The lack of character development. The idea of someone living this strange life was interesting for awhile, but the main character was way too much of a cypher for this reader. There was nowhere near enough info or inner dialogue to explain why he is the way he is, so he came off as just another creepy criminal. The only humanity I attributed to him came from Weber's reading, which kept me going for some time. Ultimately realized I didn't care enough to finish and returned it.
No, but I expect more from the genre.
Likeability, warmth. I love the sound of his voice and his interpretation of the books he reads for Audible. Really, I only chose this book to begin with because Jake Weber was reading it, having just heard his mesmerizing work on "Night Film." Hope to hear more from him with better material.
Too creepy to be called a "cozy" murder mystery - maybe that's why so many reviewers seemed rattled by this entry into the series? I thought it was just fine, in the tradition of many other macabre Victorian murder mysteries. Well done. Still a fan of Alex Grecian.
Really well written page turner. Left me wanting more. I would love to read a series featuring the lead character. A credit well spent!
Not her best book, but this is still Tana French and has much to recommend it. The descriptions of the teen's woodland mystical experiences, real or imagined are delicately rendered, and so much about that indefinable, oh-so-perishable shared experience of adoolescent wonder is captured beautifully. That said, I was horrified to learn that 80's Valley Girl Speak has now traversed the globe and polluted Ireland, land of witty,exquisite language. (And OMG, I hear enough of it here in the states!) I though the reader did a fine and sometimes hilarious job of mixing the Irish and ValSpeak dialects. I was very happy to have Frank Mackey back in the mix again,one of French's most interesting characters. The structure was intriguing as well, with the detective's view of the story starting the book from the miiddle of the tale, and the girl's story being told from the previous year and ending with the start of the book. Conclusion? Not my favorite of French's work, but worth the credit. Dying to see what she does next. After the brilliance of books like Faithful Place there's no way I'm taking her off my list of favorites.
Beautifully written and read, a wholly character-driven mystery and love story that was full of surprises, little jewels that I never saw coming. This one will stay with me. Well worth the credit - you won't be sorry.
When I read the first in this series, "Medicus," I just had to binge on all the rest of the Russo and Tilla books in a row. Creating wonderful characters and carefully researched settings, Ruth Downie combines mystery with history in a most satisfying and entertaining way. The clash of ancient Celtic and Roman cultures provides a background to her stories that I find endlessly fascinating, and this was no exception. Always beautifully read by Simon Vance - Only bummer is waiting for the next installment. Loved it.
What a magnificent story of idealism and bravery.
The reader is quite good. My only nitpicky thought is that I wish he (or the editors) would have paused for a moment when venues, viewpoints, or subjects changed, without running them together. Otherwise great job.
I did get very choked up, and found myself searching YouTube and Wikipedia for more information and images of the characters.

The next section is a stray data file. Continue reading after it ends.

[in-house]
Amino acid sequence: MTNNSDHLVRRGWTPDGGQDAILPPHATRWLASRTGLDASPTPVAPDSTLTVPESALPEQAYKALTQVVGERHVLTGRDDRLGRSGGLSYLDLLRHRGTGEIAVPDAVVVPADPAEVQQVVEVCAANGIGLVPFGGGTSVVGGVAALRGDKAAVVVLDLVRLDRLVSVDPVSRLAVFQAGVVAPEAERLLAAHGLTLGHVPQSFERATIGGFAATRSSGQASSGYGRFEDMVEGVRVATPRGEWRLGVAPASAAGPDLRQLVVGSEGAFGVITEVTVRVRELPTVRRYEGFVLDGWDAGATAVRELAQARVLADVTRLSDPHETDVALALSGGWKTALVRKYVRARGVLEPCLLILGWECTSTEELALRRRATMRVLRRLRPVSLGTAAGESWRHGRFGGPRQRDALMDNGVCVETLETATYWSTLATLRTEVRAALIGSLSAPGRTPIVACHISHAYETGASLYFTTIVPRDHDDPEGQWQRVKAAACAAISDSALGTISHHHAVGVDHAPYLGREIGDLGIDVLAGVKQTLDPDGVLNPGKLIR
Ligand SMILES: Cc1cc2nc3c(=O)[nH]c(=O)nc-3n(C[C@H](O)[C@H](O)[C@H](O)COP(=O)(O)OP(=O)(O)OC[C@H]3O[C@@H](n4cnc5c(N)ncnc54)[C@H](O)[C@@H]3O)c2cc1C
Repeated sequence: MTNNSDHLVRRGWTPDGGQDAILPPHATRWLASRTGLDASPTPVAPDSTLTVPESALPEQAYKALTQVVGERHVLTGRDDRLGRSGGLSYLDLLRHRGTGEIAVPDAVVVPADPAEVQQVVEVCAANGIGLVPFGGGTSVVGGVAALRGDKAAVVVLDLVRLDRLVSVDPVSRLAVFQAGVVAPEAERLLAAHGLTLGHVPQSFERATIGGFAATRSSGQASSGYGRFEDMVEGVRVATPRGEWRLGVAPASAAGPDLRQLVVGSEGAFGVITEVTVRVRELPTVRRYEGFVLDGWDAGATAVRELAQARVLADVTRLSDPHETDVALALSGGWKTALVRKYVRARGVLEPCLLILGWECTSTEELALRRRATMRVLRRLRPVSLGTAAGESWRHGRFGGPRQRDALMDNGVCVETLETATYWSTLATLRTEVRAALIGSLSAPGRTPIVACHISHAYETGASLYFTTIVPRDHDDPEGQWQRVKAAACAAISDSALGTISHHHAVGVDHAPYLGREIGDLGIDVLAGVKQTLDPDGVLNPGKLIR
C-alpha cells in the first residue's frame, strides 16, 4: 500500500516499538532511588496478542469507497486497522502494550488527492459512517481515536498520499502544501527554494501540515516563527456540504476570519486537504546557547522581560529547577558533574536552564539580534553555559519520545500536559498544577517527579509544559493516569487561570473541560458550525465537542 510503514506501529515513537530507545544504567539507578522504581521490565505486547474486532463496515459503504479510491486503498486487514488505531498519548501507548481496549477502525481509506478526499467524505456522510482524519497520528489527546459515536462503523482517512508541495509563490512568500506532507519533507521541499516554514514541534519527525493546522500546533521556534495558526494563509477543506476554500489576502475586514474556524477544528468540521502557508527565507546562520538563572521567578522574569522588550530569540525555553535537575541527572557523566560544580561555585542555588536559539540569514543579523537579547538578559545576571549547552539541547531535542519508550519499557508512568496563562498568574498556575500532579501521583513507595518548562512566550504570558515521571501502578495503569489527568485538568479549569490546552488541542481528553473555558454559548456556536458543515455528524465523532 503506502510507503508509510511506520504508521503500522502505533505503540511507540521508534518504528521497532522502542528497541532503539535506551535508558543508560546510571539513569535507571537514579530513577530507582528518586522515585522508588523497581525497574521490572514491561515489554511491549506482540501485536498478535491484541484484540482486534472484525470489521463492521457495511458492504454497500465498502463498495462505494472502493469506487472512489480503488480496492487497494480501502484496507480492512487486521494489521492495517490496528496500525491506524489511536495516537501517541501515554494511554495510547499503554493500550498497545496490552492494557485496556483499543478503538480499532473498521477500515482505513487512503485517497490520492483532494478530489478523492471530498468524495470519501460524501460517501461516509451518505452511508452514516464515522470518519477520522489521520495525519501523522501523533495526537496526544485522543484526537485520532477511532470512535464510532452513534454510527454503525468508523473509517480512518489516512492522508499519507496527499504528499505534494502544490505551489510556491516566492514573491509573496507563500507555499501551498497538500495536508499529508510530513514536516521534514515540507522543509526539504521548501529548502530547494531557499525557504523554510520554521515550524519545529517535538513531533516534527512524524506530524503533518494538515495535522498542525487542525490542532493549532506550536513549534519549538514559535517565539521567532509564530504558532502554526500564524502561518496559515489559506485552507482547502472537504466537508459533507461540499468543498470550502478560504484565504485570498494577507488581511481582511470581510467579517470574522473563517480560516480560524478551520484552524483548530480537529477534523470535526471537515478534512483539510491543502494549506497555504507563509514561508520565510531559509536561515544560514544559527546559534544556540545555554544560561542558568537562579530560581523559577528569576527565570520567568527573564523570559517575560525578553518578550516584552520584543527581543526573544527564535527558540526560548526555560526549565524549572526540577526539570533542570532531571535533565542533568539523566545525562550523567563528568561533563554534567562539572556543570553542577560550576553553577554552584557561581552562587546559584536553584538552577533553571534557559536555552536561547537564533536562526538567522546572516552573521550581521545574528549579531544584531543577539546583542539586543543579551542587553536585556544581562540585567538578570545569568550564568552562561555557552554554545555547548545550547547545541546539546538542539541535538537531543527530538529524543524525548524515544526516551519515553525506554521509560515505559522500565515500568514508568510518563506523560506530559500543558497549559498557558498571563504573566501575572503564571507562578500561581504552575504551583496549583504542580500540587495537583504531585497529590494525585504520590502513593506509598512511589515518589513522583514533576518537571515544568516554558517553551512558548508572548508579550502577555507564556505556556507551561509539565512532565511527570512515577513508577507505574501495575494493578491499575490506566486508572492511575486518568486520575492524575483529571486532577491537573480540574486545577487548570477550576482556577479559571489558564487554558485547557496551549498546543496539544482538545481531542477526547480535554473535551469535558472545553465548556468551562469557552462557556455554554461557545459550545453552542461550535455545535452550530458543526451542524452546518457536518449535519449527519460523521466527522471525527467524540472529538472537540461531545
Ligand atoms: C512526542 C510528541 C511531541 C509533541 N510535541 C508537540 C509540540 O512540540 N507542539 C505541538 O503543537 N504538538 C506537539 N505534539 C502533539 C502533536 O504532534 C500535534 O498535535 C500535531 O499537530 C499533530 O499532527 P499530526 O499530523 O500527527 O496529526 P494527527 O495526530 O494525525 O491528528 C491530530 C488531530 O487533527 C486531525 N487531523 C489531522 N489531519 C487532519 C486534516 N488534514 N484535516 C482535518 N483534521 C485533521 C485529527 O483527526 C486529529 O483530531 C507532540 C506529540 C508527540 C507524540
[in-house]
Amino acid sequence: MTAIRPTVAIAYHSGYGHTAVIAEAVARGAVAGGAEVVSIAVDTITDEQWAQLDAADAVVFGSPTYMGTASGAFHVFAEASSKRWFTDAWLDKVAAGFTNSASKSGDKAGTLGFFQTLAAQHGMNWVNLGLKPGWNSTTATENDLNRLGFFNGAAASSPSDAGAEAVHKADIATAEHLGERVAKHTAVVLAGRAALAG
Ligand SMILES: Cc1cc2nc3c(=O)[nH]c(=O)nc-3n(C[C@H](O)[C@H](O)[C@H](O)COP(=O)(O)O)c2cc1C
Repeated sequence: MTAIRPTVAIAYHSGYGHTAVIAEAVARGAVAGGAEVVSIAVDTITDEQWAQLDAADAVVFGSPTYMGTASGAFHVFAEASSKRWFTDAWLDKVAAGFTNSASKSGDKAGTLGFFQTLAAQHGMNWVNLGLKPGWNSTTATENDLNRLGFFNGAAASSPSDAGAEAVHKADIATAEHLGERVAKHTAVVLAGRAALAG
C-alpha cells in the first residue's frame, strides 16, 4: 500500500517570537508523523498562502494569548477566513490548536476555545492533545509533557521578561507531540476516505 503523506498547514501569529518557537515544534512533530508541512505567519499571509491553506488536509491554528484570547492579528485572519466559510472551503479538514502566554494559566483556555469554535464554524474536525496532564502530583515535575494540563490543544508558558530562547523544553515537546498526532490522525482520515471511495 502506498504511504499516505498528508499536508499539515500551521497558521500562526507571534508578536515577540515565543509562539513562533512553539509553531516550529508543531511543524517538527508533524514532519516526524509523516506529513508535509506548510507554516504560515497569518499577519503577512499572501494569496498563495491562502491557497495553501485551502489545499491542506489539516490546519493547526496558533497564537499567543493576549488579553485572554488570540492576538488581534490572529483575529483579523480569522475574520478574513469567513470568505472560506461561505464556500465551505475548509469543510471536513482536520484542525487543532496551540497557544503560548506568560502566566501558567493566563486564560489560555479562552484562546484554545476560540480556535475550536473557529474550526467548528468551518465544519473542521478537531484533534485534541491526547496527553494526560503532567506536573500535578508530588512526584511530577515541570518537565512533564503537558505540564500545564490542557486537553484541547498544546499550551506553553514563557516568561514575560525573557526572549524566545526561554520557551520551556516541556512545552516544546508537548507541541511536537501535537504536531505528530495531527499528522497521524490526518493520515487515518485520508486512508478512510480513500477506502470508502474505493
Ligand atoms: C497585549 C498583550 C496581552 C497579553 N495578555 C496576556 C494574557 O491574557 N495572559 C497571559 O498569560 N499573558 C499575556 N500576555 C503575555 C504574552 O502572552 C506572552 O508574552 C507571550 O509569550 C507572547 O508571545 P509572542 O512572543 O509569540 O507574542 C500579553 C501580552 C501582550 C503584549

Beautifully rendered, tragic chapter of Irish history, very moving. Wish the next chapter was available on Audible.
Another wonderful production and a terrific job of storytelling by Michael Koryta. Lots of surprise moments and wonderful characters made this a great read. I love that this author researches the heck out of his subjects, always pulls me in to the story and offers a whole new fascinating subject to frame and support the ghost story.
Anne putting on heels on her way to see . . . can't spoil it!
The one mentioned above, along with the curious interview Eric has with the bedridden elderly gentleman early in the book - again, no spoilers here.
Anne, so graceful in her old age and so brave in the face of her losses, threats of violence, and primal fear of storms. She'll stay with me.
This is a really good ghost story made even better by the unique location and well-drawn characters. Very different than the other books I've read by Koryta, and what a difference a reader makes. (I wish Petkoff read the Lincoln Perry series as well - I get tired of Scott Brick very quickly). Anyway this was extremely well read and the unusual production integrated music and sound effects beautifully, in a way that greatly enriched my experience of the story. Also must mention the poignant violin piece "Short Trip Home" played by Josh Bell which haunts the reading throughout. I had to download it from Itunes as soon as it was identified in the authors' acknowledgments. I became a fan of Koryta's with "Those Who Wish Me Dead" and this one sealed the deal.
Not as good as his latest, "Those Who Wish Me Dead" which knocked me flat, but still a good read. Similar themes are evident: brotherly conflict and devotion; sacrifice; the trick of revealing character via a personal discipline. All are even better developed in the later work, but this is a heck of a good debut.
I'm no football fan myself, but I wasn't at all put off by the game descriptions, which serve to deepen our understanding of the main characters. In his lastt book he turns a similar trick using forest survival training. In both cases the author has researched the heck out of his subject, which I really appreciate. Will definitely read more of his work.
Jo Rowling that is (the woman behind the Galbraith name). Great series, great characters, intelligently written - keep it up J.K. More Strike and Robin please!
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